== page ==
Continue Reading
Click to comment

Articles

Was it Critique,Training or Bluntly Bullying?

Published

on

Artwork & Writing By: Rim Abdelhamid

At one of the call centers I worked in, since day one, the manager and the trainers who were supposed to help us learn and get adapted to the job, they kept telling me how much negative and depressing they think I am. They even went as far as calling me a DEAD person. My manager enjoyed making fun of me by imitating how he thought I used to speak or how I sound, saying that I have speech disorder -because this is “funny”- just a joke! He even tried to get others to join in. It was always the same excuse: they’re “trying to help me get better at my job!” Even though it had nothing to do with my performance and it started the first day I started work.

Let me tell you why -them trying to help me- was a lie? How this is not a critique but in fact bullying? What is the aim of bullies? What are the types of bullying in general? How do they start? And how to stop it?

What workplace bullying is…

When giving a critique one gives it based on actual facts. They could give a certain advice, or simply just tell the person what they’re doing wrong, etc… But it’s never calling them names; that’s abuse. What makes abuse turn into bullying is it not being on all employees but a specific one targeted, and over a prolonged period of time (not just one incident). The harassment behavior could be by one or more colleagues (subordinates and/or superiors), where the one being targeted is unable to defend his/herself. In that case it’s no longer a bad management issue, or a bad behavior by one individual but in fact one person being alienated; BULLIED.

How bullying is like at the workplace?

You might think it is physical? But no, bullies are smart! It cannot be psychical because it could cost them their job and even get them arrested. However, it’s a mental abuse. For example, telling you something hurtful in a way of “joking” or putting you in situations that could affect the quality of your work like unrealistic deadlines. Also, it could be things like yelling, threats or sabotage. Whatever it is, it is an action that could cause stress to the victim. And could cause them to feel trapped and it is repeated over time.

In my case, I was forced by that same manager to work overtimes and on weekends. And even without extra pay. Spending every day, and almost 12-13 hours a day, sometimes with no breaks, with no time to eat and no way of getting good sleep or the rest my body needed. And I couldn’t risk losing my job. Why though? Why would someone bully another at work? POWER AND CONTROL. The bullies in this case just want to feel in control and they do it by bringing others down. In my situation, I was the only one in my team with past experience in that field, the only one who didn’t need training so that was my manager’s and the trainers’ way to “put me in my place”. They didn’t have any real critique so they tried to gain power by verbal abuse, by overwork, by putting me down and stressing me out.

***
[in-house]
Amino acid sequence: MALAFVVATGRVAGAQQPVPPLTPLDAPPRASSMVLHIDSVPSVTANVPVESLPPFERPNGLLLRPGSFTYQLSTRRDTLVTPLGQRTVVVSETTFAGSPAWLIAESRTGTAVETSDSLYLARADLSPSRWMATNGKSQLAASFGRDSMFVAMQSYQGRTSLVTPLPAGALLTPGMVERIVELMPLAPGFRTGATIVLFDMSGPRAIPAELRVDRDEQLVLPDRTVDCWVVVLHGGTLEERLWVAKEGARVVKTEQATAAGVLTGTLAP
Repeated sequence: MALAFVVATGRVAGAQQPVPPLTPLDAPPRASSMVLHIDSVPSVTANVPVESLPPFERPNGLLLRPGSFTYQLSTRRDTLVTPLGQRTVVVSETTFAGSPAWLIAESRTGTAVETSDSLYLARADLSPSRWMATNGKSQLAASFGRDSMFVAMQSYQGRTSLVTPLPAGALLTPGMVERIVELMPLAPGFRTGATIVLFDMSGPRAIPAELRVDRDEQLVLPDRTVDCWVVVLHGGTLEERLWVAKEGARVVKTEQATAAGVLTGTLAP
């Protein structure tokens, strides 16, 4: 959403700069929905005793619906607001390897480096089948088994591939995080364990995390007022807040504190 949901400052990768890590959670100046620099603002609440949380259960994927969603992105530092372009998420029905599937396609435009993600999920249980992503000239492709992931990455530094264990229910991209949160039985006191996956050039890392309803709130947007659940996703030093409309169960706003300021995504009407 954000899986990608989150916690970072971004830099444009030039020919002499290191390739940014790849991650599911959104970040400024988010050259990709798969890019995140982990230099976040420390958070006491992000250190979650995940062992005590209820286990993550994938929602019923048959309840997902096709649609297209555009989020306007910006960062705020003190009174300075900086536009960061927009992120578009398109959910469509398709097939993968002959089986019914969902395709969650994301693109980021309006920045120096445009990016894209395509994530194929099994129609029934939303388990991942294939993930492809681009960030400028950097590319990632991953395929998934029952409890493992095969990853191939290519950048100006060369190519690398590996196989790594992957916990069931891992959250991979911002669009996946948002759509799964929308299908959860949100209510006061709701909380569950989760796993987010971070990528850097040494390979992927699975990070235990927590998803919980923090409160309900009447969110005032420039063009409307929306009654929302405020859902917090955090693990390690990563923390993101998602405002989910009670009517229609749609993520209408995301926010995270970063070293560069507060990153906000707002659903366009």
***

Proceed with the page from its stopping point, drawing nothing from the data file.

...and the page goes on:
What makes victims not speak sometimes or have a hard time reporting the issue? Because of the charming personality of the bully. You’d think you can tell that the person in front of you is a bully but it’s actually hard to tell. Since bullies manipulate others with poker face. They are self-centered and in some cases sociopaths but likeable.

I was always being told it’s an “advice”, they’re “helping” me. All in the midst of me being bullied. I was made to think I deserved the way I was treated.

In other cases, bullies could come after you in a non-direct way. For example, by emailing a manager telling them you’ll meet a certain deadline when it’s impossible for you to do so, they’re not coming to you directly but instead they’re putting you in a situation where you can’t really decline, knowing you’ll be in a hard and stressful situation. They could work on making you lose your job in that same manner. So basically, they’re not monsters hunting you down literally, they’re just that guy/woman sitting next to you smiling while putting you intentionally in stressful situations. Making you feel stuck all the time.

Well, how to stop bullies?

The thing about bullies is that they test their target victim. So, if you right away push back, you’ll be ok. But if they managed to get to you, they won’t stop easily. You need to always address the situation head on. Call out the behavior and leave the situation, no matter how awkward or uncomfortable it might be for you at that specific moment. Instant action is a must. You should also document every single detail big or small. The reason why sometimes bullying incidents go undisciplined is the lack of evidence. Stick to facts, to what happened and do not allow anger or other emotions to cloud your action. Then reach out to the HR and bring the incident to their attention.